Ansel Herz

The Seattle Police Officers' Guild (SPOG), which represents over 1,300 Seattle police officers, has approved their new contract with the city, moving Seattle closer to fulfilling reforms mandated by a federal court. The contract, which has not been released publicly, still needs to be approved by the City Council.

Mayor Jenny Durkan will send the contract to the City Council sometime in October, according to a spokesperson for the mayor.

The council overhauled the police accountability process over a year ago, but several of those reforms were delayed because of ongoing negotiations with the city's largest police union. The union has been working without a contract since 2014.

The Seattle Times Steve Miletich reported last month that the union was given 17 percent raises in exchange for agreeing to the reforms, which include bringing more civilian oversight to investigating police misconduct cases and making it easier to fire officers for being dishonest.

The Community Police Commission, a citizen police oversight body created as part of the recent police reform process, said in a statement that they had not seen details of the contract.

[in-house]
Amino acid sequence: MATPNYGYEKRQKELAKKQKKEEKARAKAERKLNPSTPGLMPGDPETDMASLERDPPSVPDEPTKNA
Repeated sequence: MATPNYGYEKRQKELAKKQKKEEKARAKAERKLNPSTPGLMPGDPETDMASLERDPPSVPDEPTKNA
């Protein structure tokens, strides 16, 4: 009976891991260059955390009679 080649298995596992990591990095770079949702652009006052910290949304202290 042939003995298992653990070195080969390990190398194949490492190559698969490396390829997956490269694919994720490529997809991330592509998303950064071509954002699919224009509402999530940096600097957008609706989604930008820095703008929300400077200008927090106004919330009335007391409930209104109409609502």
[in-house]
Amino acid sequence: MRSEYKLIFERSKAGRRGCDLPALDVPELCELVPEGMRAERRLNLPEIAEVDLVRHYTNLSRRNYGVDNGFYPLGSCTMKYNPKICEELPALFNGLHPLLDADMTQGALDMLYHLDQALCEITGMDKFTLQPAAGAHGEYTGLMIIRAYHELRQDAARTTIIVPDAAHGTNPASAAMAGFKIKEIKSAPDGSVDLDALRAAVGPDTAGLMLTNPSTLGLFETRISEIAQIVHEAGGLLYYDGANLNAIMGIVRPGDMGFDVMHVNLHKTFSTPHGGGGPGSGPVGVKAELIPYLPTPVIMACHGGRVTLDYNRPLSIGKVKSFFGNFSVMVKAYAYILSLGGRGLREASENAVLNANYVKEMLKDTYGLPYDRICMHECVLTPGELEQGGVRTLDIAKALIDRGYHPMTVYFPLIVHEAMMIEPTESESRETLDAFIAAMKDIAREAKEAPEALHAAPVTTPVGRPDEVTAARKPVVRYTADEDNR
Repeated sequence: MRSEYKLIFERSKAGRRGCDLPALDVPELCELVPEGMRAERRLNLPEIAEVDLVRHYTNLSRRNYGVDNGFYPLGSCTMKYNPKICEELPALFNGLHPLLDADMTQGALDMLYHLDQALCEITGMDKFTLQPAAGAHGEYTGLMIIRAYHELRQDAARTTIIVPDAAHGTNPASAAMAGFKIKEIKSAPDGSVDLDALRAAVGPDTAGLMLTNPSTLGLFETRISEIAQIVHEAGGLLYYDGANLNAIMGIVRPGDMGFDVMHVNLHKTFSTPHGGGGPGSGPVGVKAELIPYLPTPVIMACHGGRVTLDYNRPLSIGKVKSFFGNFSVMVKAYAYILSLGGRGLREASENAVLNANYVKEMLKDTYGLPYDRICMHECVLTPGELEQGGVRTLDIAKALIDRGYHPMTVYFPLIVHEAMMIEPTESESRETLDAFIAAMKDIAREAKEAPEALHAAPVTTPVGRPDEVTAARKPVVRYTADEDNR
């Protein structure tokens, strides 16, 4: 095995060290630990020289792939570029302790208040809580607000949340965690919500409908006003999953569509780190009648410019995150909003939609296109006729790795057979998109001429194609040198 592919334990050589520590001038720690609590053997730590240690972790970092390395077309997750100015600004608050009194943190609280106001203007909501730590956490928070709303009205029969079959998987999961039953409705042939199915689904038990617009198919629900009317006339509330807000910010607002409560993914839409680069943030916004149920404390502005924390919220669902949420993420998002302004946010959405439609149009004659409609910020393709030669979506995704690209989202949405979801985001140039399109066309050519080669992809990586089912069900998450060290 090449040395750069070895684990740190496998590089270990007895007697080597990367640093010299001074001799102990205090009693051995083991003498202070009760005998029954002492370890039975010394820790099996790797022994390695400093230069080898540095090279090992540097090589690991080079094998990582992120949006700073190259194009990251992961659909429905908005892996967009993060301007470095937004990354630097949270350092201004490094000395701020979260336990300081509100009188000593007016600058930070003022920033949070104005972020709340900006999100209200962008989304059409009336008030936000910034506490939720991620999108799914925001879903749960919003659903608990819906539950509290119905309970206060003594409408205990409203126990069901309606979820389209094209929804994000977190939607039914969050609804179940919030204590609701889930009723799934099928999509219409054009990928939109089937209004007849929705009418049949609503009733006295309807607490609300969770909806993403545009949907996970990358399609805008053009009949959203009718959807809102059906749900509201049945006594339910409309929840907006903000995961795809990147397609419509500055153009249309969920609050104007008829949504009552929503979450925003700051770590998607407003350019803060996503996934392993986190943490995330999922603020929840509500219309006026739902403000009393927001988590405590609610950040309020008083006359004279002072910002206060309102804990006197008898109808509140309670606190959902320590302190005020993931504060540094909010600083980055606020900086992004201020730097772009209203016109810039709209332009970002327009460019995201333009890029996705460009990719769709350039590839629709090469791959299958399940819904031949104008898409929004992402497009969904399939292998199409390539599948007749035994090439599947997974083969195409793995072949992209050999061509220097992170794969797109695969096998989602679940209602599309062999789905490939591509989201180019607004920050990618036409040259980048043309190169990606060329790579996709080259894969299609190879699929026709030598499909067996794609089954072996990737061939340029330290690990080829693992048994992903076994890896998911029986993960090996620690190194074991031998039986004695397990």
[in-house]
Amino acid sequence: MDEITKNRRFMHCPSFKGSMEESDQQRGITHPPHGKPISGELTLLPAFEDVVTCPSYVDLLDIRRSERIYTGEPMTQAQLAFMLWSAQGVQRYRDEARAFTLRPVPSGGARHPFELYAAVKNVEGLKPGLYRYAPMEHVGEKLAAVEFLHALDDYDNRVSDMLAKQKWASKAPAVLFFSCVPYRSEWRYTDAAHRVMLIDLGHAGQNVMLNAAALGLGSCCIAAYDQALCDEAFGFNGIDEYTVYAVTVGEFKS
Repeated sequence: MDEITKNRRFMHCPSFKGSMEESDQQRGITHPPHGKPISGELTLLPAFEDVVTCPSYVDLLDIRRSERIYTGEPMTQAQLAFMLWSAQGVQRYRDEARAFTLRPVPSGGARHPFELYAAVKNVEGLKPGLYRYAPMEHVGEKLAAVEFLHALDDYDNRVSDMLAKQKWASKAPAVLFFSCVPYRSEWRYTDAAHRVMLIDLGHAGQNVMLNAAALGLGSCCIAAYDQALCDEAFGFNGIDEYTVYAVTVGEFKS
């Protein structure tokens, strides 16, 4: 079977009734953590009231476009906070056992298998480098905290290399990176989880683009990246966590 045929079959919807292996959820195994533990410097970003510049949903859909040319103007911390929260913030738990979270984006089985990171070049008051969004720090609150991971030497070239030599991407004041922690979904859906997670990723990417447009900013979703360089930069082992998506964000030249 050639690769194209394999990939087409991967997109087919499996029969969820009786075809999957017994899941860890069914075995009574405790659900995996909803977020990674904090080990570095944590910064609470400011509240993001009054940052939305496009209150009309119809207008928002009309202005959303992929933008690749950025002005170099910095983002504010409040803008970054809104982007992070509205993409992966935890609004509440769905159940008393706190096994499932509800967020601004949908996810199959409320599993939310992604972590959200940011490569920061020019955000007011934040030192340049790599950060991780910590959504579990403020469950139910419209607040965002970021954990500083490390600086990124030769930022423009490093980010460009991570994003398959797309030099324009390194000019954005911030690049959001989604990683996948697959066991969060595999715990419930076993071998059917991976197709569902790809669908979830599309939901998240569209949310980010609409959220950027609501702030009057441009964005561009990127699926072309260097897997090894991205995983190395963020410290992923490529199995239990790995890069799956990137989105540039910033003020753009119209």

"We have yet to receive a copy of the contract. When we do, we will conduct a thorough review to make sure it puts the Seattle Police Department on the right track to positive and sustained reforms," according to CPC Spokesperson Jesse Franz.

SPOG has been working without a contract with the city for more than three years and sued the city over unfair labor practices when the city passed its federally-mandated police accountability package last year. The union will supposedly drop that lawsuit if this contract is approved by the City Council, according to Miletich.

If I confirm more details I'll add them to this post. And when the contract becomes a matter of public record next month we'll do our due diligence seeing what kind of police reforms our taxpayer dollars were able to buy.